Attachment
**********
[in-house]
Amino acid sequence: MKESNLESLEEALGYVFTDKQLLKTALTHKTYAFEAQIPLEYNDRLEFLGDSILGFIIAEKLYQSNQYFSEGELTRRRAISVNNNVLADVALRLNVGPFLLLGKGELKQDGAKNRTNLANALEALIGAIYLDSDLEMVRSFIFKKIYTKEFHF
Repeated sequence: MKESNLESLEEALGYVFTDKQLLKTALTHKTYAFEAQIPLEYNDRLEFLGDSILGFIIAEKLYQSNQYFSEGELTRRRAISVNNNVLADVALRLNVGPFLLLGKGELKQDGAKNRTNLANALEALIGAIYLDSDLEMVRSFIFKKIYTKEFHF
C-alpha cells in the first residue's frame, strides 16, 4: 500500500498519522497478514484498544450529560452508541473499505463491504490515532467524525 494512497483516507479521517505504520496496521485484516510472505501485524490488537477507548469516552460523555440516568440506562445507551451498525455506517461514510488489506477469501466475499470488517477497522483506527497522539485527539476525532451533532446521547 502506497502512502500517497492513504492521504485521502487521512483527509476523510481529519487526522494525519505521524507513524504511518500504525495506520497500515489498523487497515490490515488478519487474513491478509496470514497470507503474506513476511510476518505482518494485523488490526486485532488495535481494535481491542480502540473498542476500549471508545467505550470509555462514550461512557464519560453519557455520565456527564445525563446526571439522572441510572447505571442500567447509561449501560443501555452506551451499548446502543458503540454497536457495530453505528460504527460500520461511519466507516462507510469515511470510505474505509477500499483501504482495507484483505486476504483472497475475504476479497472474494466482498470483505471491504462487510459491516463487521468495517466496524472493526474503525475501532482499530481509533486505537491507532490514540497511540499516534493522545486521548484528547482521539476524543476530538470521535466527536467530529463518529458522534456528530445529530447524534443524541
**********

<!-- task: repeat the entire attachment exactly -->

[in-house]
Amino acid sequence: MKESNLESLEEALGYVFTDKQLLKTALTHKTYAFEAQIPLEYNDRLEFLGDSILGFIIAEKLYQSNQYFSEGELTRRRAISVNNNVLADVALRLNVGPFLLLGKGELKQDGAKNRTNLANALEALIGAIYLDSDLEMVRSFIFKKIYTKEFHF
Repeated sequence: MKESNLESLEEALGYVFTDKQLLKTALTHKTYAFEAQIPLEYNDRLEFLGDSILGFIIAEKLYQSNQYFSEGELTRRRAISVNNNVLADVALRLNVGPFLLLGKGELKQDGAKNRTNLANALEALIGAIYLDSDLEMVRSFIFKKIYTKEFHF
C-alpha cells in the first residue's frame, strides 16, 4: 500500500498519522497478514484498544450529560452508541473499505463491504490515532467524525 494512497483516507479521517505504520496496521485484516510472505501485524490488537477507548469516552460523555440516568440506562445507551451498525455506517461514510488489506477469501466475499470488517477497522483506527497522539485527539476525532451533532446521547 502506497502512502500517497492513504492521504485521502487521512483527509476523510481529519487526522494525519505521524507513524504511518500504525495506520497500515489498523487497515490490515488478519487474513491478509496470514497470507503474506513476511510476518505482518494485523488490526486485532488495535481494535481491542480502540473498542476500549471508545467505550470509555462514550461512557464519560453519557455520565456527564445525563446526571439522572441510572447505571442500567447509561449501560443501555452506551451499548446502543458503540454497536457495530453505528460504527460500520461511519466507516462507510469515511470510505474505509477500499483501504482495507484483505486476504483472497475475504476479497472474494466482498470483505471491504462487510459491516463487521468495517466496524472493526474503525475501532482499530481509533486505537491507532490514540497511540499516534493522545486521548484528547482521539476524543476530538470521535466527536467530529463518529458522534456528530445529530447524534443524541